Illinois Governor Pritzker declares victory in his bid for a second term

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This is a developing story.

Illinois Governor JB Pritzker is heading for a second term.

Unofficial results from The Associated Press showed the Democratic incumbent with a wide lead over his Republican opponent, State Sen. Darren Bailey. The outlet called the race for Pritzker shortly after polls closed on Tuesday.

In his victory speech, Pritzker promised to fight for “a quality education that isn’t just a prize you win for growing up in the right part of town or being born with the right set of parents.”

Speaking at the Marriott Marquis on the city’s Near South Side, he pledged to work for a world where ‘books are not banned, nor children safe from the truth about all of our American history’ .

Bailey had not conceded publicly at 9:30 p.m.

Public education in Illinois has been one of the main issues separating the two candidates this election season, as the two candidates have taken opposing positions on everything from mask mandates in schools to what is taught how much money schools should get from the state.

Pritzker told Chalkbeat ahead of the election that if he wins a second term, he plans to increase public education funding for K-12 schools and expand access to higher education. He also said he wanted to make preschool education more affordable for families and increase the salaries of early childhood teachers.

Bailey, R-Louisville, served for 17 years on the North Clay Board of Education and founded a private Christian school which his wife still runs. He was elected to the Illinois General Assembly in 2018 and opposed Pritzker throughout the COVID-19 pandemic, which dominated the governor’s first term.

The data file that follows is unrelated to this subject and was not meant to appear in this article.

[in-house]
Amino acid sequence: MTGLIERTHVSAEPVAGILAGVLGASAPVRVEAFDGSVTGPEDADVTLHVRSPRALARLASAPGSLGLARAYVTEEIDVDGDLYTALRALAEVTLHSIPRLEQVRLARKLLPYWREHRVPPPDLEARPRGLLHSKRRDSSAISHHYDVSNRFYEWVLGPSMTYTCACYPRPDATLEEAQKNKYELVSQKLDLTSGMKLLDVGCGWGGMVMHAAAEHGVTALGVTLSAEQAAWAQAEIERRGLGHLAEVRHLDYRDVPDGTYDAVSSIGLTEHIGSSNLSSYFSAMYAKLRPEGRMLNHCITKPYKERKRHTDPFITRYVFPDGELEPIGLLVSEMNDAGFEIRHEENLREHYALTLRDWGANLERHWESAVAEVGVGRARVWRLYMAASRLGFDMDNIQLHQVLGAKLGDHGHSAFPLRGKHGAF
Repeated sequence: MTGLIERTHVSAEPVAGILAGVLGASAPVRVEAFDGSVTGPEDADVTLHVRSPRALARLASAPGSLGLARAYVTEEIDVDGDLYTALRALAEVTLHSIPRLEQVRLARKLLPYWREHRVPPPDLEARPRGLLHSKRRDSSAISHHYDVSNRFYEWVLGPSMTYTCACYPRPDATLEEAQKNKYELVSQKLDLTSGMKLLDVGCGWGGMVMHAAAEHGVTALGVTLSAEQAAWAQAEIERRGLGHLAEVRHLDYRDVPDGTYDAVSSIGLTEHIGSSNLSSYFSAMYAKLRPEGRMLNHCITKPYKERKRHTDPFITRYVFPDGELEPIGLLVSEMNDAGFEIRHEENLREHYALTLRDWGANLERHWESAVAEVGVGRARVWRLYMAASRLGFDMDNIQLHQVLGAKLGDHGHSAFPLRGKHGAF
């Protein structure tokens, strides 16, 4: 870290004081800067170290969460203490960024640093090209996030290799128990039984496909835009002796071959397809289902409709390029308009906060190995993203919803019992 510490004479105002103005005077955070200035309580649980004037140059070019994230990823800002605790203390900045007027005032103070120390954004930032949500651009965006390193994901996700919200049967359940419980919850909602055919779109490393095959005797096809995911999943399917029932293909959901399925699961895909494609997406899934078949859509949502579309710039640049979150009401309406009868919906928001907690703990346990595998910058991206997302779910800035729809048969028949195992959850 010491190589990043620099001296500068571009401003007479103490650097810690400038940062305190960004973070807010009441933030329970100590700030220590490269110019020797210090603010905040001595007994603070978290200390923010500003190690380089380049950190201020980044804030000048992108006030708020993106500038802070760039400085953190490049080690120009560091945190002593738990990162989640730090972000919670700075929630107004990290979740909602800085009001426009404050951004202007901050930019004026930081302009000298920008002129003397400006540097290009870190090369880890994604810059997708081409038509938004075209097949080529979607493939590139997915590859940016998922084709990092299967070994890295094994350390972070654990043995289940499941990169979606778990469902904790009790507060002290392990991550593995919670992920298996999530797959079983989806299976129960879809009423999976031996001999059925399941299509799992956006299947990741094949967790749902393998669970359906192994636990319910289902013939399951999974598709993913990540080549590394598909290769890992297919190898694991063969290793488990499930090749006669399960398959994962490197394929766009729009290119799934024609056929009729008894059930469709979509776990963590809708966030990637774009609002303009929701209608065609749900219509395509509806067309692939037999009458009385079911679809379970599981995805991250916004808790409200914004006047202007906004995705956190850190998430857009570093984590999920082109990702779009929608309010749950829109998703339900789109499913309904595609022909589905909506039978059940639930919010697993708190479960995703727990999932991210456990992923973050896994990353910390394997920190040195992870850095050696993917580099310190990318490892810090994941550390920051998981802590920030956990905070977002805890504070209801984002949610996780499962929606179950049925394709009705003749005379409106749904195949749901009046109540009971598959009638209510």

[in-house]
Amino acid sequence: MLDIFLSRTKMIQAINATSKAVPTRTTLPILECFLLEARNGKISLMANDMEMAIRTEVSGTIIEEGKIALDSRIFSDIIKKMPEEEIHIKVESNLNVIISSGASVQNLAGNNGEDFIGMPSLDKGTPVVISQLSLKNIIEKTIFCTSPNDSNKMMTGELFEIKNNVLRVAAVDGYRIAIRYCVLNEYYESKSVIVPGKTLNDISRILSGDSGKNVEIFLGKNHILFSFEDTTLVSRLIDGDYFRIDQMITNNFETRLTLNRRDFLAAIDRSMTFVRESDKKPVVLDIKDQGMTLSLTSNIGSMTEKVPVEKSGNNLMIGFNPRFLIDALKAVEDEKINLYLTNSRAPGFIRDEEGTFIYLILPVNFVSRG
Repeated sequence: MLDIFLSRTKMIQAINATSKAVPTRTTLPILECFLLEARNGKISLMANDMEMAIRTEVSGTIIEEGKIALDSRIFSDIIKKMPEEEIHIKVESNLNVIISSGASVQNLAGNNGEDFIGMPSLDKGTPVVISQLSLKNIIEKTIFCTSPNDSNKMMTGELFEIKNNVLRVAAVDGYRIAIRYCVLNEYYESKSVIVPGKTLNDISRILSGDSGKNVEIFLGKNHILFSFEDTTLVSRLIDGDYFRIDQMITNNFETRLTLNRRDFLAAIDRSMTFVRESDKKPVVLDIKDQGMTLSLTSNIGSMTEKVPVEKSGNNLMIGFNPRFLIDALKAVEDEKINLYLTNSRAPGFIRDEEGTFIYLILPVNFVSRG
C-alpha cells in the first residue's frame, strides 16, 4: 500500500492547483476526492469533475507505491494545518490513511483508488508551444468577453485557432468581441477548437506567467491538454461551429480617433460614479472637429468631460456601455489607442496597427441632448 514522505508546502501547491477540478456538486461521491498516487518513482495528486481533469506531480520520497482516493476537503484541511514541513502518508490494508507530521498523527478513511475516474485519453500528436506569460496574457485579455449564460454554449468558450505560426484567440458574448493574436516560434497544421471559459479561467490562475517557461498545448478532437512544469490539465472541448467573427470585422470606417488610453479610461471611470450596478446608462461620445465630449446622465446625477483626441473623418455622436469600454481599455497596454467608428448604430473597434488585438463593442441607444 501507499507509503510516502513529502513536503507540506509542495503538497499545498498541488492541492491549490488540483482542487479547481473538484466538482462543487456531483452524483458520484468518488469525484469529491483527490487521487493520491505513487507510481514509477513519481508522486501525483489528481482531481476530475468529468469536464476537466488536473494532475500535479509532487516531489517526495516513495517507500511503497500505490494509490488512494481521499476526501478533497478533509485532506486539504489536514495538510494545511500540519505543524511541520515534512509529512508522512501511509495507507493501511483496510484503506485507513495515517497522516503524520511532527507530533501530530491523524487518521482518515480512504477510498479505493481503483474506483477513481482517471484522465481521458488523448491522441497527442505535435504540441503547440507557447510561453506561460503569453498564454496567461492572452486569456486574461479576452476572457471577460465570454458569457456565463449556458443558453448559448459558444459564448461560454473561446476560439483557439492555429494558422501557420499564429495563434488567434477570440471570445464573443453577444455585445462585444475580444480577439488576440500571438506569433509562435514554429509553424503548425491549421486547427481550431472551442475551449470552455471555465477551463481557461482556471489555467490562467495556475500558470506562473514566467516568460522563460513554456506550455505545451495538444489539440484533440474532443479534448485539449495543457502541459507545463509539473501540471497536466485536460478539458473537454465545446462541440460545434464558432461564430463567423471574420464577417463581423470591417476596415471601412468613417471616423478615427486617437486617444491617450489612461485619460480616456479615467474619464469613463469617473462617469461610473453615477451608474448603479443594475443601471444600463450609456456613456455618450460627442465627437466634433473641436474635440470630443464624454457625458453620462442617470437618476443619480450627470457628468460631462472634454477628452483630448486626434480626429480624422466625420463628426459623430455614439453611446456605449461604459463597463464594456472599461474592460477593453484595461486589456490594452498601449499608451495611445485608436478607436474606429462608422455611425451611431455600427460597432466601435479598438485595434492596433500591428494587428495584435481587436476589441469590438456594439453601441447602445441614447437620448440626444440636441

Bailey easily won the primary against five opponents despite raising significant funds. On the campaign trail, he appealed to voters for ‘parental rights’ and vowed to ban ‘critical race theory’ – a legal framework taught in law school that conservatives have begun to use as a catchphrase. -anything to oppose schools teaching racism and the legacy of slavery. .

He also spoke out against a new sex education law and said he would cut funding for education and fire current members of the state board of education. At a Monday night rally, Bailey spoke to a group of suburban moms about Democrats imposing vaccination mandates for school-aged children if they were to be re-elected, ABC7 reported. Pritzker has not indicated that he plans to mandate COVID-19 vaccines for public school students.

Pritzker took office in 2019 after beating incumbent Republican Bruce Rauner with more than 54% of the vote in 2018.

Just over a year later, Pritzker’s administration had to respond to the coronavirus pandemic. He decided on March 13, 2020 to close all of the state’s more than 800 school districts. Schools have been rushing to have students learn online to continue the school year.